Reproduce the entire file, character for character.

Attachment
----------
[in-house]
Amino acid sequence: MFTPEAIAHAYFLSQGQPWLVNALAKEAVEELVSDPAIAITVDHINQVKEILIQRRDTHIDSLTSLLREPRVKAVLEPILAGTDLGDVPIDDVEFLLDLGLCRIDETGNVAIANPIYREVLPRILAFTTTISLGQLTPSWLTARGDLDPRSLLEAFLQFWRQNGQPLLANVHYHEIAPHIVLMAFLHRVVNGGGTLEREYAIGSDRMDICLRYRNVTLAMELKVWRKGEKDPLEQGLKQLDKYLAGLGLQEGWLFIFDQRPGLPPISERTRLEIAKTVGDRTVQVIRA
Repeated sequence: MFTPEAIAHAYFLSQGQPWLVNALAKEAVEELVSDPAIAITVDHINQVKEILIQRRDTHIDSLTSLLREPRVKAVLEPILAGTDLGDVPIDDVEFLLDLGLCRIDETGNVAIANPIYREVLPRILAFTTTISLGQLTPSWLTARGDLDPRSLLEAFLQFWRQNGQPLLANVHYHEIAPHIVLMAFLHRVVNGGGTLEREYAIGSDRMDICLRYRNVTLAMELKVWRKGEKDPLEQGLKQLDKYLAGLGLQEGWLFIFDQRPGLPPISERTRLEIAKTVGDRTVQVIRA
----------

[in-house]
Amino acid sequence: MFTPEAIAHAYFLSQGQPWLVNALAKEAVEELVSDPAIAITVDHINQVKEILIQRRDTHIDSLTSLLREPRVKAVLEPILAGTDLGDVPIDDVEFLLDLGLCRIDETGNVAIANPIYREVLPRILAFTTTISLGQLTPSWLTARGDLDPRSLLEAFLQFWRQNGQPLLANVHYHEIAPHIVLMAFLHRVVNGGGTLEREYAIGSDRMDICLRYRNVTLAMELKVWRKGEKDPLEQGLKQLDKYLAGLGLQEGWLFIFDQRPGLPPISERTRLEIAKTVGDRTVQVIRA
Repeated sequence: MFTPEAIAHAYFLSQGQPWLVNALAKEAVEELVSDPAIAITVDHINQVKEILIQRRDTHIDSLTSLLREPRVKAVLEPILAGTDLGDVPIDDVEFLLDLGLCRIDETGNVAIANPIYREVLPRILAFTTTISLGQLTPSWLTARGDLDPRSLLEAFLQFWRQNGQPLLANVHYHEIAPHIVLMAFLHRVVNGGGTLEREYAIGSDRMDICLRYRNVTLAMELKVWRKGEKDPLEQGLKQLDKYLAGLGLQEGWLFIFDQRPGLPPISERTRLEIAKTVGDRTVQVIRA